Manager Buck Showalter has expressed concern over the Orioles’ defensive decline and it will be addressed in the offseason and spring training.
I’m not sure how the roster can be adjusted with so many positions appearing to be set.
Adam Jones has graded poorly in center field if you peruse the defensive metrics - his ultimate zone rating (UZR) the past two seasons is -10.1 and -13.3 - but I haven’t been given any indication that he could move to a corner spot. Not yet, anyway.
Trey Mancini and Austin Hays are the favorites to break camp next spring as starters in the outfield. Manny Machado, Tim Beckham, Jonathan Schoop and Chris Davis compose the infield if no changes are made.
The club’s .984 fielding percentage this year ranked 16th in the majors. Their 94 errors were tied with the Cardinals for 15th-most and were 14 more than they committed last year and 17 more than their 2015 total.
Chance Sisco and Caleb Joseph could share the catching duties if Welington Castillo declines his $7 million option, becomes a free agent and the Orioles pass on negotiating a longer-term deal. Sisco has improved his work behind the plate.
“I feel really comfortable back there,” he said. “Just trying to put a good throw down there to second or third base, wherever they’re trying to run, and give us the best shot to throw them out.”
* The Orioles ranked third in the majors with a .287 average with runners in scoring position, finishing behind the Astros (.294) and Nationals (.290) and ahead of the Rockies (.285). They’re the only team in the bunch that didn’t play past the regular season.
Beckham was 17-for-34 with five doubles, a triple, two home runs and 18 RBIs after joining the Orioles.
In larger sample sizes, Jones batted .361 with runners in scoring position, Mancini .340, Schoop .338, Machado .310 and Castillo .308.
* It didn’t get much attention over the course of the season, but the Orioles’ improvement against left-handed pitching is noteworthy.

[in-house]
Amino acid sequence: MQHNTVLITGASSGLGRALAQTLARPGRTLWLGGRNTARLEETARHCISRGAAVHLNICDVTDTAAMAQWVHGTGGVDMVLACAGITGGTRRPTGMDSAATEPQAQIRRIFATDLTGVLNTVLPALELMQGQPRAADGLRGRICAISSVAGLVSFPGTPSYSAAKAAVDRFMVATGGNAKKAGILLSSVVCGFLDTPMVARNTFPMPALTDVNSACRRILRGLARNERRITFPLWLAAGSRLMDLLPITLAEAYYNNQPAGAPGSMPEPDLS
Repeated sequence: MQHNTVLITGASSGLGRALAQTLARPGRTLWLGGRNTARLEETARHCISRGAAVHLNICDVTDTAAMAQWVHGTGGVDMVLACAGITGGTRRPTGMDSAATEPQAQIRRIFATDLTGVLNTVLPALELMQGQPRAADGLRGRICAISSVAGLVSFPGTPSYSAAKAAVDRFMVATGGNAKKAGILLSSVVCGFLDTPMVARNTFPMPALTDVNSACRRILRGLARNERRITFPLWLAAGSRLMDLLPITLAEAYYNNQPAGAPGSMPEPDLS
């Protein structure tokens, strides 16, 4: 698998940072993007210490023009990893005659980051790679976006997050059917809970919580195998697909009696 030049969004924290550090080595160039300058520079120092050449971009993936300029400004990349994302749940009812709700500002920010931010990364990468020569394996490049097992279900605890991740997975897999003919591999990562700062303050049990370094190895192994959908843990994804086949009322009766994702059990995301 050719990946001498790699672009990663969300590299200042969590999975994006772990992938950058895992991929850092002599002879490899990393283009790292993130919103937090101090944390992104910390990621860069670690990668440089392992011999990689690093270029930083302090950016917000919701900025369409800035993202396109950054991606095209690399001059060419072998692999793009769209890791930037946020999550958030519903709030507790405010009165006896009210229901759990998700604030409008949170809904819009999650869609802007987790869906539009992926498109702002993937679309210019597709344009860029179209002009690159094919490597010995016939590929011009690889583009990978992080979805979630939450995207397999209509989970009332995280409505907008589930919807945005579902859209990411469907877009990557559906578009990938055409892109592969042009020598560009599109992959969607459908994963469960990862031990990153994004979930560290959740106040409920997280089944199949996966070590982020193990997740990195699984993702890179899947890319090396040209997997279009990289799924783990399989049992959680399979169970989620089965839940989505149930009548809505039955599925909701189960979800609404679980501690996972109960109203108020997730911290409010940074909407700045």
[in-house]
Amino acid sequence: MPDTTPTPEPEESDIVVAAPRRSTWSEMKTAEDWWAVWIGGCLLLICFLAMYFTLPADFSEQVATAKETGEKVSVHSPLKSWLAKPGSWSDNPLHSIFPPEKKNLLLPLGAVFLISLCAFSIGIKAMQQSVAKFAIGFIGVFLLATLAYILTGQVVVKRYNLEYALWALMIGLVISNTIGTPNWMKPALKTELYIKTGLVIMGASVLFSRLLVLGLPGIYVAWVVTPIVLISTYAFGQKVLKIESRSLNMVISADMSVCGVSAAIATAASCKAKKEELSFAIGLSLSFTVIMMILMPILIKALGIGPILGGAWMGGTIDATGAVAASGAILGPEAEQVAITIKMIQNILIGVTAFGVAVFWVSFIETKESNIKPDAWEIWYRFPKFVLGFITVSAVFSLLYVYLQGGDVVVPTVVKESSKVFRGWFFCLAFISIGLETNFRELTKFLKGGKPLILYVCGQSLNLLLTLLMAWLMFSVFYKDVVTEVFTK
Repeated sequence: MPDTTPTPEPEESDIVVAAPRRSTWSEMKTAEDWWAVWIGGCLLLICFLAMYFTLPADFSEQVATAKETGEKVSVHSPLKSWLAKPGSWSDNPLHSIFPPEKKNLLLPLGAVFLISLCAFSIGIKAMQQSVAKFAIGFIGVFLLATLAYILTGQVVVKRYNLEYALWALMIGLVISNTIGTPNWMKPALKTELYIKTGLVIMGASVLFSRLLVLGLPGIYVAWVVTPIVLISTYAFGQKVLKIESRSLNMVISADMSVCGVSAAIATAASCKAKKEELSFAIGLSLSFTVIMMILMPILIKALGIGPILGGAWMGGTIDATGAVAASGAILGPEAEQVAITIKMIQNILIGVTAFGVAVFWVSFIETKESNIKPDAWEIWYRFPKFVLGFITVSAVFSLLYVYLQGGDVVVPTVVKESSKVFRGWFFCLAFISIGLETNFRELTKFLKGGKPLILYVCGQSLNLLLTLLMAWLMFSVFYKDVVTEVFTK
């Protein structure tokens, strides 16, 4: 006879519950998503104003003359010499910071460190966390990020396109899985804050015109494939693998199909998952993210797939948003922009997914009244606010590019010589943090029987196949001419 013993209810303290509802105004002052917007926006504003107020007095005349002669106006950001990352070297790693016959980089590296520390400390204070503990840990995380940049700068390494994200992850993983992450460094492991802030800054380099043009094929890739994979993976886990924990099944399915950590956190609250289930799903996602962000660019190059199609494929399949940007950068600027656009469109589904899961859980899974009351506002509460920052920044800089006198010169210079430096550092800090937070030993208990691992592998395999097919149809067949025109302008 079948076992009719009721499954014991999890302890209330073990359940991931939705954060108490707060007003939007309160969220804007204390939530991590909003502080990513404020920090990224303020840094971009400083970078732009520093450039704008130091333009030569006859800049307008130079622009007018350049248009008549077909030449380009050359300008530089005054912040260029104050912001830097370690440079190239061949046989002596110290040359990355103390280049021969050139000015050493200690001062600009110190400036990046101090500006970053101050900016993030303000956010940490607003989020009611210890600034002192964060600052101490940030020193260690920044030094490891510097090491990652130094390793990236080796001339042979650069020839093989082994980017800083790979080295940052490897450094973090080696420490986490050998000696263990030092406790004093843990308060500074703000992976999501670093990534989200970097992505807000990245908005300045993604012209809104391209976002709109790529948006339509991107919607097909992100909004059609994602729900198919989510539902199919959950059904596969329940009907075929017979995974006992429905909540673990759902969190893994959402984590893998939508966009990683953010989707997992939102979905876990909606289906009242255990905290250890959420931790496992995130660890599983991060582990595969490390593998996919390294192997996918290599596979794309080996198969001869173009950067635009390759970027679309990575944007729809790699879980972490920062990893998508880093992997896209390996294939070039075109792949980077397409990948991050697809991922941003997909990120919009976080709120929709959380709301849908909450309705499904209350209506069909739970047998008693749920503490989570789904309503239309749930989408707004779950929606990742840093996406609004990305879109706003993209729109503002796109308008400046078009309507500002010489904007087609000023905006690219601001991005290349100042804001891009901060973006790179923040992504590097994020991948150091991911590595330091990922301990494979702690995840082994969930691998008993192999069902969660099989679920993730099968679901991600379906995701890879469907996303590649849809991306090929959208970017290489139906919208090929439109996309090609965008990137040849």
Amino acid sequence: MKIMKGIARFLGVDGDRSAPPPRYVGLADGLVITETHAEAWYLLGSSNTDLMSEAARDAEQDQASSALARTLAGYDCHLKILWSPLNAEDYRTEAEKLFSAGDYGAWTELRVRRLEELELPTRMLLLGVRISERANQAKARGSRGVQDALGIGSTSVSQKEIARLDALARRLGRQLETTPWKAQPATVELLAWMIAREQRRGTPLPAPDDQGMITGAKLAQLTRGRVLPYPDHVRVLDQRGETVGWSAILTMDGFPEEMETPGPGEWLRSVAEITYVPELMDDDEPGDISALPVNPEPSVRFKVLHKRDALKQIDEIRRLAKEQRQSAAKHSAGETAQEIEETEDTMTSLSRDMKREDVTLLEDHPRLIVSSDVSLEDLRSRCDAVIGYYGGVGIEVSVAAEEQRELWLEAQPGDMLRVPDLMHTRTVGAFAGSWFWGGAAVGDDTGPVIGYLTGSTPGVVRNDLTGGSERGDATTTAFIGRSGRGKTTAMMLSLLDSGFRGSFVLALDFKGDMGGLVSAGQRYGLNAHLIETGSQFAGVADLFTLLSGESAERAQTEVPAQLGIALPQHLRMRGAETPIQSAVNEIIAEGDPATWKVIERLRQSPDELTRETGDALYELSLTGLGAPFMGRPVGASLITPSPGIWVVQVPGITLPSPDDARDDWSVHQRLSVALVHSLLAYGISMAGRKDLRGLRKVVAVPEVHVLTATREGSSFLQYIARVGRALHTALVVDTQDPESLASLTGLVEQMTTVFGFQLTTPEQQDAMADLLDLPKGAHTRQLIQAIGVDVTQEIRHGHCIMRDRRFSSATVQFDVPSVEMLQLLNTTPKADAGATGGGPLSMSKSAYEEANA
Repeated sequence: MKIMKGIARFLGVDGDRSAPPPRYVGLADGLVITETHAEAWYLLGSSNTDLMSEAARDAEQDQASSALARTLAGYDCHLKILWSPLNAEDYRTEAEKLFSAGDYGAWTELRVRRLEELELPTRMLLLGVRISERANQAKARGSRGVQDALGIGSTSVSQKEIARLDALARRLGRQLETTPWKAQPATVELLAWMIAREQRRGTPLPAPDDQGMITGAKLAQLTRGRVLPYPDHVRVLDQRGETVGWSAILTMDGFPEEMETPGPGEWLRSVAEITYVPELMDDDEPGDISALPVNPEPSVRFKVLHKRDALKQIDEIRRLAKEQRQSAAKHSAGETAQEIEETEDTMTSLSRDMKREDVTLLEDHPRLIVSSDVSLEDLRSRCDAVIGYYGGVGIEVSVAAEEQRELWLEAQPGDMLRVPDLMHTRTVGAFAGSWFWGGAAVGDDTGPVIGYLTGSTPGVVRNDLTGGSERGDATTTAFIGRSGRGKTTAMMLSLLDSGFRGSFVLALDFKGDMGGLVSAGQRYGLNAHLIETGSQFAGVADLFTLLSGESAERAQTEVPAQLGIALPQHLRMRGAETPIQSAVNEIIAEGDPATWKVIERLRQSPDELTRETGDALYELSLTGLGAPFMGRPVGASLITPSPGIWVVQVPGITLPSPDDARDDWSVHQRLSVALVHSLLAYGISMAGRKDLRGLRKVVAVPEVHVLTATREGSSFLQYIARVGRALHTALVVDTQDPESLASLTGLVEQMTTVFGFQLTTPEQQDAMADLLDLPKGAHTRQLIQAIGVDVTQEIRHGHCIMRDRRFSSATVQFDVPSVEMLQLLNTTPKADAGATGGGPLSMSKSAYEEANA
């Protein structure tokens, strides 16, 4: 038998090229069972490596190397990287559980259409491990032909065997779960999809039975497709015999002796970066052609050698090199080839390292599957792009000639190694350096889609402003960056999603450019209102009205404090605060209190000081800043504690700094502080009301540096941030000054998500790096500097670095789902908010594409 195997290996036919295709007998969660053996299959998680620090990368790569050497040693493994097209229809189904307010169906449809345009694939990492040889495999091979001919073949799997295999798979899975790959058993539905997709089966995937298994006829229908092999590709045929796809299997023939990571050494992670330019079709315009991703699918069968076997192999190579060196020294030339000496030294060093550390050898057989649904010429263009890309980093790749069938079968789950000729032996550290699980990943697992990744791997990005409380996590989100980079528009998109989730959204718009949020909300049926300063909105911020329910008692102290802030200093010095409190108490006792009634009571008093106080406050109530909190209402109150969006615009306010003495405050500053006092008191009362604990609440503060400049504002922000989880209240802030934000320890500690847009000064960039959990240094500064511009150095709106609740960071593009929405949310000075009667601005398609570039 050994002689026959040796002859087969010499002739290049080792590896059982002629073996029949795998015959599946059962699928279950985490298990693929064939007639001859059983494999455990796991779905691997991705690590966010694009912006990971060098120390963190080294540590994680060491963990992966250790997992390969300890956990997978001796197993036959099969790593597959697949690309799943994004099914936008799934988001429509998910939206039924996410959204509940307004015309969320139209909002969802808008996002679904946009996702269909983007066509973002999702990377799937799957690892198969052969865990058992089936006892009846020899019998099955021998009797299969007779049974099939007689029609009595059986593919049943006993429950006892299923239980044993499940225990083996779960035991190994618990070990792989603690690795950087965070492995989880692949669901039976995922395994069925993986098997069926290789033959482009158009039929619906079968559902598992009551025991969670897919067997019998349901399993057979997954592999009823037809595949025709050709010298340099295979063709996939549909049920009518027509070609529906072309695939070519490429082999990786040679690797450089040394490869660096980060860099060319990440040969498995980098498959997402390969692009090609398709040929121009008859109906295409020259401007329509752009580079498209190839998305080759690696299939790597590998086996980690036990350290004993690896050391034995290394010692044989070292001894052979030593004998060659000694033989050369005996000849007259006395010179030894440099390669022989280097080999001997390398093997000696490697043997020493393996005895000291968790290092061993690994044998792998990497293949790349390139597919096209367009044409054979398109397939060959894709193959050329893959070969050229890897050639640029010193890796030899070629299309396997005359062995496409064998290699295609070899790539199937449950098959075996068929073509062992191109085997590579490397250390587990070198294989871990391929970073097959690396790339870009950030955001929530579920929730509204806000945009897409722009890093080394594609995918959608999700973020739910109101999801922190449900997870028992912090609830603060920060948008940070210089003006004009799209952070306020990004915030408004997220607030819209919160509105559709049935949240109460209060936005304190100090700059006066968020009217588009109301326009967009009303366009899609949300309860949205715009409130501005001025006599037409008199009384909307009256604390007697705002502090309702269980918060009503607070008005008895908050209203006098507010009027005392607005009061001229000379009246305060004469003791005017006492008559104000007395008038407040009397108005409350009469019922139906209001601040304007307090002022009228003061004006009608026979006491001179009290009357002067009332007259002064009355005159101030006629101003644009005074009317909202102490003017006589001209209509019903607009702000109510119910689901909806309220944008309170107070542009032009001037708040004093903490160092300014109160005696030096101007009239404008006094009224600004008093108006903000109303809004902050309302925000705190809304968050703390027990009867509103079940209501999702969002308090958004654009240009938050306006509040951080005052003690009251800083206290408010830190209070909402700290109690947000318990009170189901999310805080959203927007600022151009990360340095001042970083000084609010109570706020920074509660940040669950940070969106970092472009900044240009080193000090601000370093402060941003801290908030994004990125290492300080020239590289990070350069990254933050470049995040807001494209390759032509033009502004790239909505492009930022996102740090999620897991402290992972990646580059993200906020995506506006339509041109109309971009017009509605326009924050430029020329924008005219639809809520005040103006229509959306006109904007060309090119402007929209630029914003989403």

Davis didn’t have the stats in front of him during our recent conversation, but he mentioned how much better the Orioles fared versus opposing southpaws. And he was right, so to speak.
The past struggles were a hot topic at the Winter Meetings and concerns grew as the Red Sox traded for Chris Sale. They already had David Price, Drew Pomeranz and Eduardo Rodriguez.
The Orioles ranked 10th in the majors this season with a .264 average against lefties. They hit .234 in 2016 and .240 in 2015.
Castillo did his part to spin the splits by batting .344. Schoop hit .300, Mancini .293, Joey Rickard .279 and Trumbo .272. Schoop posted a .243 average against lefties in 2016 and Trumbo batted .173.
Jones improved his average from .218 to .260, but Machado’s average dipped from .329 to .269.
* As a member of the Baseball Writers’ Association of America (BBWAA), I had the honor this month of voting for the American League Most Valuable Player. The ballot must contain 10 names, making it the most challenging of the awards.
Rookie of the Year, with only three names required, would have been much easier. Especially with Aaron Judge one of those names.
I’m not allowed to reveal my ballot until the winners are announced, but feel free to give me your Top 10.
Five Orioles have been selected as MVP (well, four since we’re counting Cal Ripken Jr. twice).
1964: Brooks Robinson
1966: Frank Robinson
1970: Boog Powell
1983: Cal Ripken Jr.
1991: Cal Ripken Jr.